him to a doctor or else give him a
dose of Chamberlain's Celie and Diar
rhoea Remedy. There is a mistaken
notion among a whole lot of people
that booze is a remedy for colic and
Candidate for Cotton Weigher.
I take this means of announcing
that I ara a candidate for the position
of cotton weigher for the town of
Edgefteld and solicit the support of
farmers who sell their cotton there.
If elected I shall endeavor to give
entire satisfaction at all times.
B. C. BRYANT.
No matter what yo? need if it is
something to wear you can always
find it here, as we always have a large
and complete stock on hand. New
goods arriving daily.
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Fox* a. Sick. 1
MANY SECRET ORDERS
ORGANIZE FOR THRIFT
More Than Sixteen Hundred Lodge?
With Thousands of Members Work
ing to Make Thrift a Happy Habit.
Thrift, as a movemnet of the Uni
ted States Treasury Department, has
been indorsed by more than sixteen
hundred lodges of fraternal orders in
the Fifth Federal Reserve District.
According to figures given out today
by the War Loan Organization of the
District, these lodges have more than
one hundred and thirty-six thousand
members, and not only are all these
members urgeiPto Join War Savings
Societies, but many lodges are invest
ing their Treasury funds in War Sav
Some three hundred lodges, with a
membership exceeding thirty-four
thousand, are forming societies in
Maryland. Among the orders repre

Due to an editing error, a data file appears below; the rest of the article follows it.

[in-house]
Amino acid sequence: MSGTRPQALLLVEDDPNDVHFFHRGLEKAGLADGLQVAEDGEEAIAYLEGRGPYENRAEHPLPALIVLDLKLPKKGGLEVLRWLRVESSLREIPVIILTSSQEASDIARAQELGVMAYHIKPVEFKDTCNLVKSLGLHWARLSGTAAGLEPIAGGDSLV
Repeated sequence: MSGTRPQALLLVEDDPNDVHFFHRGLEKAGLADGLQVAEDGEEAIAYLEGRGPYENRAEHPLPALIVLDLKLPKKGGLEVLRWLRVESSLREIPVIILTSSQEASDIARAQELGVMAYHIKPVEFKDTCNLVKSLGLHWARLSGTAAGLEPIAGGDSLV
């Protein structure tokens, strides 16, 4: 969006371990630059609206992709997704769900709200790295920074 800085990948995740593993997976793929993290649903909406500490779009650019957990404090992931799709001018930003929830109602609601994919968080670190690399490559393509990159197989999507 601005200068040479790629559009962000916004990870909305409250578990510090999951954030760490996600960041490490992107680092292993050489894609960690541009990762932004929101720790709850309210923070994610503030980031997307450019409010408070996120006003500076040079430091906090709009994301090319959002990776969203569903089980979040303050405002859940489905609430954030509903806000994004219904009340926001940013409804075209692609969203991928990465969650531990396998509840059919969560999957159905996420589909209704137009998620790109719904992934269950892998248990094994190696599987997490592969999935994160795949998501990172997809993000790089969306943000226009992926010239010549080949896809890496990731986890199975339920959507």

sented there are the Knights of
Pythias, Shield of Honor, Maccabees,
Red Men, Knights of the Golden
Eagle, Woodmen of the World and
Knights of Columbus.
In Virginia the Woodmen of Am?r
ica are heartily co-operating In the
thrift tmovement. Their two hundred
and ten lodges with a membership
of seven thousand four hundred and
thirty-five, are organizing War Sav
ings Societies. In North Carolina
nearly seven hundred lodges are act
ively supporting the campaign. These
total a membership of about sixty-nine
thousand, representing the Sons and
Daughters of Liberty, the Independent
Order of Odd Fellows and the Junior
Order of United American Mechanics.
Valuable aid is being lent in South
Carolina by the Knights of Pythias,
the Red Men and the Odd Fellows, the
three orders having more than three
hundred lodges In the State, wfth a
membership In excess of twelve thou
sand. Co-operation of all lodges in
the distrtlct is urged. Since many of
the most prominent and influential
men in every community are lodge
members. It ls partcularly desired to
have the fraternal Orders behind the
FARMERS TURN SALES
INTO SAVING STAMPS
Odd1 Crops of Great Aid to Thrifty
Tillers of Soil in This District.
Farmer? who are making a habit
of gtrtting a few Thrift Stamps every
time they market anything from
their farms are finding that they are
able to save regulaly and that they
do not miss the small amounts in
vested. The average farmer in this
3ectiou of the country depends large
ly on his "money" crop, which he har
vests once a year. Almost every one
of them, however, grows something
else which he markets at odd times.
An occasional load of hay may be
taken Into town and sold. The thrifty
farmers also plant peas, beans, okra,
lettuce, beets or some of the other
vegetables which thrive In the South
and for which there Is a ready market.
Butter and eggs form staple articles
to be marketed between seasons.
By buying Just a few Thrift
Stamps each time the farm wagon
makes a haul to town, the farmer or
his wife 1? provldng a fund which they
will be able te turn to good account
later on, for when these Thrift
Stamps are exchanged lor War Sav
ings Stamp, they increase in value
automatically, and may always be
turned Into cash on ken days' written
notice to the postmaster, although the